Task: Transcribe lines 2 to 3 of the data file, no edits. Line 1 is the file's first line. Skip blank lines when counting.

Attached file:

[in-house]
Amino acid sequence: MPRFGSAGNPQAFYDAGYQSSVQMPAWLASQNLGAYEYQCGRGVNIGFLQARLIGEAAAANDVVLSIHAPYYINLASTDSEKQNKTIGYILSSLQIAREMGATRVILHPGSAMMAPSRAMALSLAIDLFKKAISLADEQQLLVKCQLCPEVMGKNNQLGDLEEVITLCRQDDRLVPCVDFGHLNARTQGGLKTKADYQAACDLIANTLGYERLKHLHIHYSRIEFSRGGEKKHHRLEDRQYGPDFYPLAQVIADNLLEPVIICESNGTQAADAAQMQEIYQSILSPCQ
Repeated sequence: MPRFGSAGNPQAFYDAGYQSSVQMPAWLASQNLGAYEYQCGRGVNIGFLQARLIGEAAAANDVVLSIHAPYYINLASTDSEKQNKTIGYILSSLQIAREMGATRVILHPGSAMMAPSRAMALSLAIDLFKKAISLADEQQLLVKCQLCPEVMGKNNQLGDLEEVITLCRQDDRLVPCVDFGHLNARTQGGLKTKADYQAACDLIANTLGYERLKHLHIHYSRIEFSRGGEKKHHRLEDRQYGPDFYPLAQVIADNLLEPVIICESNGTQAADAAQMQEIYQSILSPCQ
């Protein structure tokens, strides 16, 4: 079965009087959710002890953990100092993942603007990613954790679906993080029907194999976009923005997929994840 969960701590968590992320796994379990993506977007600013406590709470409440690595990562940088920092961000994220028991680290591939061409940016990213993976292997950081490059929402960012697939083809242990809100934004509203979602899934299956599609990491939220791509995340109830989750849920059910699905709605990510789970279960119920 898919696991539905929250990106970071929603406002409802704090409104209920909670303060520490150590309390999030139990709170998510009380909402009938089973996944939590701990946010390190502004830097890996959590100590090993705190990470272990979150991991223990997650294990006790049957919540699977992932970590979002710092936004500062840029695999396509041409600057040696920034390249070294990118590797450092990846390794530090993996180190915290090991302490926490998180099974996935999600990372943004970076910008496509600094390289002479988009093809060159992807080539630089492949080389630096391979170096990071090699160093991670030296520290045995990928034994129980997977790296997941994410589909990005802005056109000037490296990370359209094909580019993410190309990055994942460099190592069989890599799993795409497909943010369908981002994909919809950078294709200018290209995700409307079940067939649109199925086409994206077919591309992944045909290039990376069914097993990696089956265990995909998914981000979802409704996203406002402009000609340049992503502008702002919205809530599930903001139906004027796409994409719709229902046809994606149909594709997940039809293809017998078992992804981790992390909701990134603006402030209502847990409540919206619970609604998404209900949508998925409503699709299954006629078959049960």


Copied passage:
Amino acid sequence: MPRFGSAGNPQAFYDAGYQSSVQMPAWLASQNLGAYEYQCGRGVNIGFLQARLIGEAAAANDVVLSIHAPYYINLASTDSEKQNKTIGYILSSLQIAREMGATRVILHPGSAMMAPSRAMALSLAIDLFKKAISLADEQQLLVKCQLCPEVMGKNNQLGDLEEVITLCRQDDRLVPCVDFGHLNARTQGGLKTKADYQAACDLIANTLGYERLKHLHIHYSRIEFSRGGEKKHHRLEDRQYGPDFYPLAQVIADNLLEPVIICESNGTQAADAAQMQEIYQSILSPCQ
Repeated sequence: MPRFGSAGNPQAFYDAGYQSSVQMPAWLASQNLGAYEYQCGRGVNIGFLQARLIGEAAAANDVVLSIHAPYYINLASTDSEKQNKTIGYILSSLQIAREMGATRVILHPGSAMMAPSRAMALSLAIDLFKKAISLADEQQLLVKCQLCPEVMGKNNQLGDLEEVITLCRQDDRLVPCVDFGHLNARTQGGLKTKADYQAACDLIANTLGYERLKHLHIHYSRIEFSRGGEKKHHRLEDRQYGPDFYPLAQVIADNLLEPVIICESNGTQAADAAQMQEIYQSILSPCQ